You need a flu shot. I will say it again, you need a flu shot. Flu cases are on the rise currently, see this article from the CDC. Yes, the flu most commonly affects the very young and the very old, but each year young adults are hospitalized and die because of the influenza virus. I'm writing today to dispel some myths and tell you that you can be a part of the solution.
As a part of routine care at Plum Health, I offer a flu shot to all of my members. It costs $10.53 because I buy it at wholesale and I don't mark up the cost. Inevitably, objections are raised by my patients. The most common being "I've never had the flu, so I don't see the point in getting the vaccine" or "I seem to get the flu after I get the flu shot".
First of all, the vaccine strain produced this year is a particularly good one. The composition of U.S. flu vaccines is reviewed annually and updated to match circulating flu viruses. Flu vaccines protect against the three or four viruses that research suggests will be most common. For 2016-2017, three-component vaccines are recommended to contain:
- A/California/7/2009 (H1N1)pdm09-like virus,
- A/Hong Kong/4801/2014 (H3N2)-like virus and a
- B/Brisbane/60/2008-like virus (B/Victoria lineage).
Second, you can't get the flu from getting the influenza vaccine. When you get a flu shot (influenza vaccine), I inject inactivated viral particles, not the virus itself. By giving you inactive viral particles or proteins from the virus, your body's immune system is able to recognize these as foreign and mount an immune response. During that immune response, you may have a slight temperature and you may feel tired and your body shifts it's energy to meet your immune system's needs, but you will not get "the flu" because you don't have the whole virus.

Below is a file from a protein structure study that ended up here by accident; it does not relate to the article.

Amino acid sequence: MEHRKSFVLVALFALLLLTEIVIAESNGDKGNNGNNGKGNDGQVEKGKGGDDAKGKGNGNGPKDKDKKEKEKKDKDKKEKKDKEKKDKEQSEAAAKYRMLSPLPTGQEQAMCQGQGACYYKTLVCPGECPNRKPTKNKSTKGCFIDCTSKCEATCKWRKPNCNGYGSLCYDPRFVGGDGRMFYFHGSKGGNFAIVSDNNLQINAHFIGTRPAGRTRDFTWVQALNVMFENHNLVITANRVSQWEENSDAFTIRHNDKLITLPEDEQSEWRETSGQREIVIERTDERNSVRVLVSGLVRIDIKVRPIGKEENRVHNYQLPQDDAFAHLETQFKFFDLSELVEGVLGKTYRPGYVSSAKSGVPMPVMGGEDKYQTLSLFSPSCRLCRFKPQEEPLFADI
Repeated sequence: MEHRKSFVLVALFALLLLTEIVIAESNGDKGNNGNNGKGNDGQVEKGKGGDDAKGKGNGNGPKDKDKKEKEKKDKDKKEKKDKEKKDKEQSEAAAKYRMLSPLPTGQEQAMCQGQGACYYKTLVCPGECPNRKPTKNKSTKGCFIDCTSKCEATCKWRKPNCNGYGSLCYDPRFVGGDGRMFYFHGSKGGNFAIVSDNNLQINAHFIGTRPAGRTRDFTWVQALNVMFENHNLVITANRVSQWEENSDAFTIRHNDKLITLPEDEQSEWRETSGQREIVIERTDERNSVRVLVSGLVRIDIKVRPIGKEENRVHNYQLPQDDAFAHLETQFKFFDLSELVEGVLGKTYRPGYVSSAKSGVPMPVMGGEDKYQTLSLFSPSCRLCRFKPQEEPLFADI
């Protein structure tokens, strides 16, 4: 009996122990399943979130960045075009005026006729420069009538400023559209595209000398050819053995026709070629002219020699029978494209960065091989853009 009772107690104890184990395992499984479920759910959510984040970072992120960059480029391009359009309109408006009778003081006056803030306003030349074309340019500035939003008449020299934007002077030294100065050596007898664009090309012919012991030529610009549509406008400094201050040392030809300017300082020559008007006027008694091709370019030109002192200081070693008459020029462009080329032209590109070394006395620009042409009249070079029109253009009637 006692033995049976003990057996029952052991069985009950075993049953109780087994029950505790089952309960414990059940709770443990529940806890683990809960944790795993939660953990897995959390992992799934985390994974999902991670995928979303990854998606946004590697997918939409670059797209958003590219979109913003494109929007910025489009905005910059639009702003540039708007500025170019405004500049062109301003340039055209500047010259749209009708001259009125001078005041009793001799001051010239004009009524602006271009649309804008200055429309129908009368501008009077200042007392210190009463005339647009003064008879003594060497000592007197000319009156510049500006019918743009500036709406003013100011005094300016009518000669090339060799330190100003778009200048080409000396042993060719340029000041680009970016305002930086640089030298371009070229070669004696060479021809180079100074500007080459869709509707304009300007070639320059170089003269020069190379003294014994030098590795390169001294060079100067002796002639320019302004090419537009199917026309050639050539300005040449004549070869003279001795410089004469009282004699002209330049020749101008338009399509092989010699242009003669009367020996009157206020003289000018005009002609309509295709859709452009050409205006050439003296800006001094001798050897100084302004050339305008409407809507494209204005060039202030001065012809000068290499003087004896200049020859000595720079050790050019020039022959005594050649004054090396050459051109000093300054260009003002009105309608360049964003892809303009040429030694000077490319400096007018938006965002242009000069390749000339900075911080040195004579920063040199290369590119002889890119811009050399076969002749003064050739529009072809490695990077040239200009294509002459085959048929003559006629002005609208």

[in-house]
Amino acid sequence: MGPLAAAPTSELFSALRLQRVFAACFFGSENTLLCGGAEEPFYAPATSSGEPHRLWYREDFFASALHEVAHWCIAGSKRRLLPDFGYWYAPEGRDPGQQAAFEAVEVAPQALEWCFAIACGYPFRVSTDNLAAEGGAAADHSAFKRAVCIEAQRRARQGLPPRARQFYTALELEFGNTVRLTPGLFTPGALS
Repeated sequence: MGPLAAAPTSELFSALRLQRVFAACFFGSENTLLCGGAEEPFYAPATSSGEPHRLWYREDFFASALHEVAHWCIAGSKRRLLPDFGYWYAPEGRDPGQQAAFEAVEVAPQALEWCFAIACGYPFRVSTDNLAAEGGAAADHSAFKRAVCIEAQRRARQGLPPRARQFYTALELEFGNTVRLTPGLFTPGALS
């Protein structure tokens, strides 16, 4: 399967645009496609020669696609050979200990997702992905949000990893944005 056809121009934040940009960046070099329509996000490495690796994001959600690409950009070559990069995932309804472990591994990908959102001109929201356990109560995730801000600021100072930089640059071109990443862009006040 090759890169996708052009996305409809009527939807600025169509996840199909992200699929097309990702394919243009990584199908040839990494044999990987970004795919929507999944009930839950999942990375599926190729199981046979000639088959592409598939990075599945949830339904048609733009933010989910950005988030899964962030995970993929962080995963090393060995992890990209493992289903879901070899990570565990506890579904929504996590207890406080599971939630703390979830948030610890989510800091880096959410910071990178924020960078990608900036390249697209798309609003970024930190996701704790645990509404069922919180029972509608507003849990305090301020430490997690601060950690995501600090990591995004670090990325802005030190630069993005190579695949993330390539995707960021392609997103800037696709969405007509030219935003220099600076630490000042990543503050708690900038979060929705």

Because you get the flu shot, your body will recognize the actual virus should you get it. When your body sees the proteins that make up the virus, it will mount an even stronger immune response, killing the virus more quickly and keeping you out of the hospital.
Common places to pick up the flu virus include door knobs, the treadmill at the gym, the grocery store key pad, the gas pump, etc... You can't possibly disinfect all of these surfaces, so just do yourself a favor, be proactive and get the flu shot.
Importantly, influenza activity most commonly peaks in the United States between December and March. Additionally, the flu season can last until May.
I say that you can be a part of the solution because you can prevent the spread of the flu. One, get the flu shot. If you happen to get the virus, it will be easier for your immune system to fight it and you will be less likely to pass it on to your loved ones. Even if you're "fine" without it, your grand parents, parents, children, nieces, and nephews may not. So, by protecting yourself, you can protect them.
Finally, wash your hands well! This is probably one of the best things that you can do to prevent the spread of germs, viruses, and bacteria.
Thanks for reading and have a great day,
- Paul Thomas, MD